One of the major accomplishments of the council has been the development and dissemination of evidence-based patient safety bundles to support ongoing improvement of clinical care and patient outcomes. The council website provides access to live and archived webinars on a variety of topics relevant to promoting a culture of safety in women’s healthcare. The website also provides information on all of the patient safety bundles along with safety resources and tools.

Recommendations

I strongly encourage you to read the commentary, Consensus Bundle on Maternal Mental Health: Perinatal Depression and Anxiety, and to share the information with colleagues who provide prenatal, postpartum, and pre/interconception care. If you provide this care in your own clinical setting, consider using the bundle to facilitate a standardized process to ensure that maternal mental health is always addressed. The bundle is not intended to dictate practice. It is, as described previously, a set of evidence-based interventions that combines medical and improvement science to achieve improved outcomes. The interventions can be adapted in consideration of local resources, but standardization within an institution is important for consistent and safe care.

If you have implemented the bundle in your healthcare setting, please consider writing a short commentary for our journal on the process and outcomes thus far. You can submit your commentaries to me at bkelsey@healthcommedia.com. By sharing our experiences, we can strengthen the resolve to make sure that maternal mental health is always regarded as a safety issue and that it is addressed in an evidence-based manner.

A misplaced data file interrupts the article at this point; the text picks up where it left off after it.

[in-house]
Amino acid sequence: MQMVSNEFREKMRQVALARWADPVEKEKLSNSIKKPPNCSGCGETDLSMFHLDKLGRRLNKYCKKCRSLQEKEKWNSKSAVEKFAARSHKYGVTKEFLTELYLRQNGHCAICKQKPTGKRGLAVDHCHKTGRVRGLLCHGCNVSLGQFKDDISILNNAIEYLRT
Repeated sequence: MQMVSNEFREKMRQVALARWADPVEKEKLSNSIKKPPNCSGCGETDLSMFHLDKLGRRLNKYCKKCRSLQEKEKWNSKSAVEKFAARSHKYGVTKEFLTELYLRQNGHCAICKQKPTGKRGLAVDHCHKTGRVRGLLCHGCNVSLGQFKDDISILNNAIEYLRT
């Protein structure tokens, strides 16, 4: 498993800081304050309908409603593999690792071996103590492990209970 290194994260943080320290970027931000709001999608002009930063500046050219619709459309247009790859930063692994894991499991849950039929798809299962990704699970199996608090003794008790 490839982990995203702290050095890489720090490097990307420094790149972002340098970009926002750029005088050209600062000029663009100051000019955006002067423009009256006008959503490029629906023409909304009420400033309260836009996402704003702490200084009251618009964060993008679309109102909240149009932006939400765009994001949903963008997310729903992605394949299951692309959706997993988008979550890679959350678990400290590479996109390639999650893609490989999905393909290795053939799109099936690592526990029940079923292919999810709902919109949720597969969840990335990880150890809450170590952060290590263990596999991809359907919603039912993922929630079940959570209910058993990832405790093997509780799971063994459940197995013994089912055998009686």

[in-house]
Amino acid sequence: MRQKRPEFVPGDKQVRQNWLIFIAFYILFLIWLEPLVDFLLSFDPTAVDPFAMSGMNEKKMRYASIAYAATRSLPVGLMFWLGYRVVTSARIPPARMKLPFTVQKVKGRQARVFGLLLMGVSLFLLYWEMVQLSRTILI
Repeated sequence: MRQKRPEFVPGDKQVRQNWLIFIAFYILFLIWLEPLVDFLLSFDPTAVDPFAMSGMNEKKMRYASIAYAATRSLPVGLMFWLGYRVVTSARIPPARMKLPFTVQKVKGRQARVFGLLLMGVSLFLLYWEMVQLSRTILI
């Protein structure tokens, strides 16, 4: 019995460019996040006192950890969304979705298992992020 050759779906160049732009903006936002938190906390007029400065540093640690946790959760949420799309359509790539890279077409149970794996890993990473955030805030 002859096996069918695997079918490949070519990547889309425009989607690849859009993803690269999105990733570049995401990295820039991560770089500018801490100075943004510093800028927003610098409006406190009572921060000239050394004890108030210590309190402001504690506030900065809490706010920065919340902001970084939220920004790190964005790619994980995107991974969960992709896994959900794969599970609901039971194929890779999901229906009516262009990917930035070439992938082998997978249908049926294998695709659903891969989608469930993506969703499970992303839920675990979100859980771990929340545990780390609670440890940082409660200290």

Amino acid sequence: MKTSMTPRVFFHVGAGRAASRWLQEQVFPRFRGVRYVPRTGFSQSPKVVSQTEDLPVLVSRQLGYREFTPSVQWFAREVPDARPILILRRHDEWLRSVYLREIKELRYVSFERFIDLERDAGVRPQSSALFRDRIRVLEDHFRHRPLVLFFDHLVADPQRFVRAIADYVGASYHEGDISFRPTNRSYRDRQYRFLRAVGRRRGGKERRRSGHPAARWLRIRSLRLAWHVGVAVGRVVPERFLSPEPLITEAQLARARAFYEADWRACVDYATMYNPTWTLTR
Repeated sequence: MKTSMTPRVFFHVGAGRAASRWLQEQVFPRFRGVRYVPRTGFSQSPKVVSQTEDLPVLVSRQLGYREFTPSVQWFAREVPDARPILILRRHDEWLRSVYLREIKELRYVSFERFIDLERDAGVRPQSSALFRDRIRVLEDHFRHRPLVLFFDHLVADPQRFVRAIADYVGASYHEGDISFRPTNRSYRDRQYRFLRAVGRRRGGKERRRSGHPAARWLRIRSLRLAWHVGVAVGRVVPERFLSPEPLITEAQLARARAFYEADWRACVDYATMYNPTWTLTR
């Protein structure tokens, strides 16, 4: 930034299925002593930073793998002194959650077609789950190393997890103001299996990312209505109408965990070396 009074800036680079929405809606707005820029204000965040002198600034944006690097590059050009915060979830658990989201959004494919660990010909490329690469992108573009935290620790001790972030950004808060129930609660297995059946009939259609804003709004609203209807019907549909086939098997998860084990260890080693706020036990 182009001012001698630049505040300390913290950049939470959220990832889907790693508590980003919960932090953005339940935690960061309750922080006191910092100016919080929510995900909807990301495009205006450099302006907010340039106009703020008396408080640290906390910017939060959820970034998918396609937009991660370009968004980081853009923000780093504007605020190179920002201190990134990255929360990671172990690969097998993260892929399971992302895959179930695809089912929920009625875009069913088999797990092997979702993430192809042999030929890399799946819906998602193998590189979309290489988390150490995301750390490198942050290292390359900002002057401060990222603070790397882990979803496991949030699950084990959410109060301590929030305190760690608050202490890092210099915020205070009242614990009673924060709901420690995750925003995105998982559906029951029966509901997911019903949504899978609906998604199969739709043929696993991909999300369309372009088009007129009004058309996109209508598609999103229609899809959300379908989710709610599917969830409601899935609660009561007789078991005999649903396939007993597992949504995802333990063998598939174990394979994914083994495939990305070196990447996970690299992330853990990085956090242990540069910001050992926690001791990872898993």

Beth Kelsey is Assistant Professor and DNP Program Director at the School of Nursing, Ball State University, in Muncie, Indiana. She is editor-in-chief of Women’s Healthcare: A Clinical Journal for NPs and NPWH Director of Publications. The author states that she does not have a financial interest in or other relationship with any commercial product named in this article.

References

  1. Reser R, Pronovost P, Haraden C, et al. Using a bundle approach to improve ventilator care processes and reduce ventilator-associated pneumonia. Jt Comm J Qual Patient Saf. 2005;31(5):243-248.
  2. Gaynes BN, Gavin N, Meltzer-Brody S, et al. Perinatal depression: prevalence, screening accuracy, and screening outcomes. Evid Rep Technol Assess (Summ). 2005;(119):1-8.
  3. Wisner KL, Sit DK, McShea MC, et al. Onset timing, thoughts of self-harm, and diagnoses in postpartum women with screen-positive depression findings. JAMA Psychiatry. 2013;70(5):490-498.
  4. Fairbrother N, Young AH, Janssen P, et al. Depression and anxiety during the perinatal period. BMC Psychiatry. 2015;15:206.
  5. Kendig S, Keats JP, Hoffman MC, et al. Consensus bundle on maternal mental health: perinatal depression and anxiety. Obstet Gynecol. 2017;129(3):422-430.
Shares
YOU MAY ALSO ENJOY

Leave a Reply

Your email address will not be published. Required fields are marked *

 

Shares